The Art of Flight

Note: this review is part of the Winter Sports blogathon hosted by the author of these lines Michaël Parent of Le Mot du Cinephiliaque

The Art of Flight (Curt Morgan, 2011)

The most anticipated snowboard movie of the year 2011, The Art of Flight meets the high expectations that its producers created with the tremendous teasers spread since the winter of 2010. Made with the colossal budgets of RedBull, the new BrainFarm release is a great follow up to the amazing precedent of That’s It That’s All released in 2008. While the earlier offering put the table for the latest, the formula is now exploited at its full potential.

First they introduce the star of the film, Travis Rice and his walk-in fantasy mancave of Lib-Tech pro-models, waxing station. Then the film takes us on a trip across the world at the craziest place on earth to snowboard: Alaska, Chili, Aspen, Patagonia, British Columbia, etc. Without forgetting to go where Rice calls home: Jackson Hole a superb mountain full of fresh powder and huge kickers.

Some moments are just really taking us at the edge of our seat. While other humbling moments of avalanches are delivering genuine feelings of the risk they are taking to do their living even if it a dream life of chasing snow and winter just like the surfers in the masterpiece The Endless Summer. There's also an awareness of the climate change that many pro snowboarders are sharing. Especially freeriding legend Jeremy Jones and his many great causes.

As many have probably noticed, there is more freeriding and big mountains riding in The Art of Flight than in That’s It That’s All. However, it is far from being dull or repetitive, the skills of the riders are so strong that it could have been only descents in powder that the movie would have been as good. The super slow-motion is also something worth the look, it blends with the High Definition shootings that should be watched on a 1080p television with the proper DVD or BluRay player. While That’s It That’s All was an evolution in snowboarding movies, The Art of Flight is another step forward in the direction of artistic films shot with the qualities of a documentary. The visuals are blissful and the quality of the editing is more than admirable.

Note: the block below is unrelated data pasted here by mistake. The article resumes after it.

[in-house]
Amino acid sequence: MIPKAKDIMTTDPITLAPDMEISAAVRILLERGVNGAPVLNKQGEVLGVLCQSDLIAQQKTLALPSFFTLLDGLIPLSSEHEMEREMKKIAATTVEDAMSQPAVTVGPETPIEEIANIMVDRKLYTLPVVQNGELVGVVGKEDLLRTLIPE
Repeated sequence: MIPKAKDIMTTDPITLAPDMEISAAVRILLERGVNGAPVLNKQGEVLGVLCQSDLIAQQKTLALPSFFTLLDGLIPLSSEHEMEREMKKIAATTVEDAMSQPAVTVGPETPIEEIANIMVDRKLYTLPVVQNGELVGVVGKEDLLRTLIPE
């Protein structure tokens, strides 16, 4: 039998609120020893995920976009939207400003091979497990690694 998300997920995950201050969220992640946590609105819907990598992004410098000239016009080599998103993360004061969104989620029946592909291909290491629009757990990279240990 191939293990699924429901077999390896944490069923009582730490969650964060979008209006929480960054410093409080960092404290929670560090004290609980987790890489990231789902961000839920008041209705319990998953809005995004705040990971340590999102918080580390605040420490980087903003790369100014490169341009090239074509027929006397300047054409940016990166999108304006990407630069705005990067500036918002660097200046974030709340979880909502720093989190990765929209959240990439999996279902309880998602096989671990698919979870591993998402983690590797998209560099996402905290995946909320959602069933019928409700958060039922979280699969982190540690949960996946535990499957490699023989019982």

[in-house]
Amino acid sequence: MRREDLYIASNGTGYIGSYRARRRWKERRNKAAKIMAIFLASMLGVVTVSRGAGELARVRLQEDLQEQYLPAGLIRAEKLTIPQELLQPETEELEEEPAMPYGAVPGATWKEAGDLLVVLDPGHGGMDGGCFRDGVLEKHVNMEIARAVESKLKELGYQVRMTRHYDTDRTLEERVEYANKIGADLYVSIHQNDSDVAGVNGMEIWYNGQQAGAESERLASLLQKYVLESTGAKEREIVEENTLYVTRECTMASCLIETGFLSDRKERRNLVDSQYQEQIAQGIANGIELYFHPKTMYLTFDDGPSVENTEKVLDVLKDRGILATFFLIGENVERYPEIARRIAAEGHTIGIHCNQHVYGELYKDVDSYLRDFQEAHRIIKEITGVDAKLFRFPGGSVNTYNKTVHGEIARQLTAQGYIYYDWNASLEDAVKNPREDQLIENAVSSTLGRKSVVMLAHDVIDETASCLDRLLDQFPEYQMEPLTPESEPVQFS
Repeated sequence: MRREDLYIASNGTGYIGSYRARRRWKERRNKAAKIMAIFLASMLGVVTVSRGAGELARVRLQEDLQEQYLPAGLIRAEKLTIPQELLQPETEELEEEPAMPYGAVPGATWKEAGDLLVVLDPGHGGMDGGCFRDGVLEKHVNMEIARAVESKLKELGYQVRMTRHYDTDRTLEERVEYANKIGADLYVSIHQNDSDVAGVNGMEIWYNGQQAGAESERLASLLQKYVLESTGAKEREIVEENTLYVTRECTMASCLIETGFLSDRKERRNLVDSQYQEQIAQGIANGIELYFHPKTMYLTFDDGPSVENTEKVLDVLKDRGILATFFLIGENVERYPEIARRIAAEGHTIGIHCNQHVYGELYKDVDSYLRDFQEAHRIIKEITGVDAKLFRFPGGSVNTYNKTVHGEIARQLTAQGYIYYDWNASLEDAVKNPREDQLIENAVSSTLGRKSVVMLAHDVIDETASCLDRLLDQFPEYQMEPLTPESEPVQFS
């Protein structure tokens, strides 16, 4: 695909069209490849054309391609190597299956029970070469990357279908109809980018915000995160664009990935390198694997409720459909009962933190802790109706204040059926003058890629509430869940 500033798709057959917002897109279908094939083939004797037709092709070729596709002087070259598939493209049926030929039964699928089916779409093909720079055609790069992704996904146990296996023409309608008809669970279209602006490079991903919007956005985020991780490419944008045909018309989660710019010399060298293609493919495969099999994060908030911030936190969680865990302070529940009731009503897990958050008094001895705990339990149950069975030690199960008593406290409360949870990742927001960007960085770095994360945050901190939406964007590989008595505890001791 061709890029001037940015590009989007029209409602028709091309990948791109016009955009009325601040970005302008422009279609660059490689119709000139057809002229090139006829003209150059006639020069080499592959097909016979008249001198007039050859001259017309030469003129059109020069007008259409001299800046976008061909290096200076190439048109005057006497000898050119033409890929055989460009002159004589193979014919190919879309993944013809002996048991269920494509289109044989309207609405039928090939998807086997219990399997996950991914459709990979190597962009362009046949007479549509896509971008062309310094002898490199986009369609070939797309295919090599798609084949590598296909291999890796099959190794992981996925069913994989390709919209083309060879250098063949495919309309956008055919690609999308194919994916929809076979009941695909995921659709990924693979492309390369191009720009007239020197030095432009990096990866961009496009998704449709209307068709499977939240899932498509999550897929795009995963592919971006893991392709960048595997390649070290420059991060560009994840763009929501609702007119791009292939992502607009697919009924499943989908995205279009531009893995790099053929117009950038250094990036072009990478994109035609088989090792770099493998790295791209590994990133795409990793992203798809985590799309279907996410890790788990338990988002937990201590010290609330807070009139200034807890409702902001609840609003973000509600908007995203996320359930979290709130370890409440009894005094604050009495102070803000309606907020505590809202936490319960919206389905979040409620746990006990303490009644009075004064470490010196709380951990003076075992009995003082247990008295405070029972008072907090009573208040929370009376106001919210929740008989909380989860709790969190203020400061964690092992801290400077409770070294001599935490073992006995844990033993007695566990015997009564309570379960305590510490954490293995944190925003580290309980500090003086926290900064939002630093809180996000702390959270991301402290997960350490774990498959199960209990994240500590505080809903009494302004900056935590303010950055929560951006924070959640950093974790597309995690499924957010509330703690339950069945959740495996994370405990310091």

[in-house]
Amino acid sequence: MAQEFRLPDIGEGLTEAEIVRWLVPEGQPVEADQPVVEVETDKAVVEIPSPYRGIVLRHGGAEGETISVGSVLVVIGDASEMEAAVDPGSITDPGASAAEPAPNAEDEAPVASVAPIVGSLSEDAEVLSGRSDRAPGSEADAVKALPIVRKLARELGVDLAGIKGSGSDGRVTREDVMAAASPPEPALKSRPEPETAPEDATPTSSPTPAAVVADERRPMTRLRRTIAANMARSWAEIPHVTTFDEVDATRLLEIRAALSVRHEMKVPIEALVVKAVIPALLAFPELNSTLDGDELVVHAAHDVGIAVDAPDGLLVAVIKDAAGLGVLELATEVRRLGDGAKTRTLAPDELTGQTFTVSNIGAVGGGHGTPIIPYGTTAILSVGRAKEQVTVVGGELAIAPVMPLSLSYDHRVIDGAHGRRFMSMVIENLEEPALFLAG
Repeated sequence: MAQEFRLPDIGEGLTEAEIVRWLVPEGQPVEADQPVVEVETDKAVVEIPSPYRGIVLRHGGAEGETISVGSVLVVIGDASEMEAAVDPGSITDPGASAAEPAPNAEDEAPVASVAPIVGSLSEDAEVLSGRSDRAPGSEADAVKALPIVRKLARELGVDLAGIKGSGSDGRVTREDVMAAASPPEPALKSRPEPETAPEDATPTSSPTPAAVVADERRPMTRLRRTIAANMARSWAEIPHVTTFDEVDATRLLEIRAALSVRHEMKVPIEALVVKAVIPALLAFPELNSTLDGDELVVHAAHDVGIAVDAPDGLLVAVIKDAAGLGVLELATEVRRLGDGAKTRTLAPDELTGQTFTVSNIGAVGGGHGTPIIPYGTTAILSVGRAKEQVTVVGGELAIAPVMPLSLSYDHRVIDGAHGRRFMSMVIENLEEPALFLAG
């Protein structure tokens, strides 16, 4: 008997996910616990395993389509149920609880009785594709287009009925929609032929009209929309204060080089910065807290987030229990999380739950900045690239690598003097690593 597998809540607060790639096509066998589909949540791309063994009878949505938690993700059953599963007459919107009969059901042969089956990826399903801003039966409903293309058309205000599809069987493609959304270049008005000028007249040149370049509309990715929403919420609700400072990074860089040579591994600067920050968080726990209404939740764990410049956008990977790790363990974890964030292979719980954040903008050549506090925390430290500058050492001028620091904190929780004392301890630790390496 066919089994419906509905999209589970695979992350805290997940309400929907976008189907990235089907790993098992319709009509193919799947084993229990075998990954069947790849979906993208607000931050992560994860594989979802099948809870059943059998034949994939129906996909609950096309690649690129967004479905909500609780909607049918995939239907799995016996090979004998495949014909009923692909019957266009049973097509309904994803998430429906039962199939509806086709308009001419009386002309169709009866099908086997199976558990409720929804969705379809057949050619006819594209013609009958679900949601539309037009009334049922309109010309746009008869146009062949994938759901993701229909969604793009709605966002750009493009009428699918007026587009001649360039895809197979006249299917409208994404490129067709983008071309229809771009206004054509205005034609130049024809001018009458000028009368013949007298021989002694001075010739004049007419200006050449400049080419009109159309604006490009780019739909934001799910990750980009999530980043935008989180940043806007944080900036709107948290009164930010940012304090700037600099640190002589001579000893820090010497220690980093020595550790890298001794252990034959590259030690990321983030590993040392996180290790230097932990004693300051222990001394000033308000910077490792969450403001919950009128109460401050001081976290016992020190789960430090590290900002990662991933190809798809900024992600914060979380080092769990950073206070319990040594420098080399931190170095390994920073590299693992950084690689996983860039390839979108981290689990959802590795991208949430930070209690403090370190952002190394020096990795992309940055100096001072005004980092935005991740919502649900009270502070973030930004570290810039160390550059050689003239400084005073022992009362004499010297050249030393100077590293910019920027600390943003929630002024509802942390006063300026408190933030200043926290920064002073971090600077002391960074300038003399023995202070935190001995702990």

Plus, the soundtrack is amazing, the chosen songs give the appropriate emotion to the many effects expected and the current hits of The Naked and Famous, Deadmau5, Apparat, Blockhead, The Album Leaf, The Black Angels, M83, Sigur Ros, and many others. It delivers a solid pairings with the different parts and it demonstrates how the makers of the film are aware of the current underground bands of today and what it is listened in the moment.

All in all it is the ultimate snowboard movie and even if you’re into rails, jibs, and street, you should watch the movie because it reminds to every rider out there what the sport really is and what made it what it is today. The Art of Flight is like a love letter to snowboarding and it tells you that sky is the limit within this discipline. It is presenting snowboarding as now a thing of its own and not the child of skateboarding and surfing.

Running Time: 80 minutes

Riders: Travis Rice, John Jackson, Mark Landvik, Scotty Lago, Jake Blauvelt, Nicolas Müller, Gigi Rüf, DCP, Pat Moore, Jeremy Jones, and Bjorn Leines.

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